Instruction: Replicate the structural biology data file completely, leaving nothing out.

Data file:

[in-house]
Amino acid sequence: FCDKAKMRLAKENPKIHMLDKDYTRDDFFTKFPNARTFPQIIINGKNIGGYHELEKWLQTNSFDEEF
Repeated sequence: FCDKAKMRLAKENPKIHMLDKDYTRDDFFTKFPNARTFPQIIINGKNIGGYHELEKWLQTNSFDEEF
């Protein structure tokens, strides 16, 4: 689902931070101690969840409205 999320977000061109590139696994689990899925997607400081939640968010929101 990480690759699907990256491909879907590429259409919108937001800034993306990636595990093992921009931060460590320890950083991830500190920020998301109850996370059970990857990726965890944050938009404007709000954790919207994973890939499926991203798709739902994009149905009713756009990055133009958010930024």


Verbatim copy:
[in-house]
Amino acid sequence: FCDKAKMRLAKENPKIHMLDKDYTRDDFFTKFPNARTFPQIIINGKNIGGYHELEKWLQTNSFDEEF
Repeated sequence: FCDKAKMRLAKENPKIHMLDKDYTRDDFFTKFPNARTFPQIIINGKNIGGYHELEKWLQTNSFDEEF
């Protein structure tokens, strides 16, 4: 689902931070101690969840409205 999320977000061109590139696994689990899925997607400081939640968010929101 990480690759699907990256491909879907590429259409919108937001800034993306990636595990093992921009931060460590320890950083991830500190920020998301109850996370059970990857990726965890944050938009404007709000954790919207994973890939499926991203798709739902994009149905009713756009990055133009958010930024």